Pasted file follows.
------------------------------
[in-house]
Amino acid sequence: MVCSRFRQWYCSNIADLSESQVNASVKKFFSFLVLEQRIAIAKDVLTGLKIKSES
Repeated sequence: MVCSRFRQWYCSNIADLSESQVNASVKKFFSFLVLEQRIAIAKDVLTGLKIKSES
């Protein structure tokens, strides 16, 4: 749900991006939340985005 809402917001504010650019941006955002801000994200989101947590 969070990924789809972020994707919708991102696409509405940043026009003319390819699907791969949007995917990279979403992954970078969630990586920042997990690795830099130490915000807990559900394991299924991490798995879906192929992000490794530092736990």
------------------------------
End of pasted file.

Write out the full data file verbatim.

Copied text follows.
[in-house]
Amino acid sequence: MVCSRFRQWYCSNIADLSESQVNASVKKFFSFLVLEQRIAIAKDVLTGLKIKSES
Repeated sequence: MVCSRFRQWYCSNIADLSESQVNASVKKFFSFLVLEQRIAIAKDVLTGLKIKSES
């Protein structure tokens, strides 16, 4: 749900991006939340985005 809402917001504010650019941006955002801000994200989101947590 969070990924789809972020994707919708991102696409509405940043026009003319390819699907791969949007995917990279979403992954970078969630990586920042997990690795830099130490915000807990559900394991299924991490798995879906192929992000490794530092736990």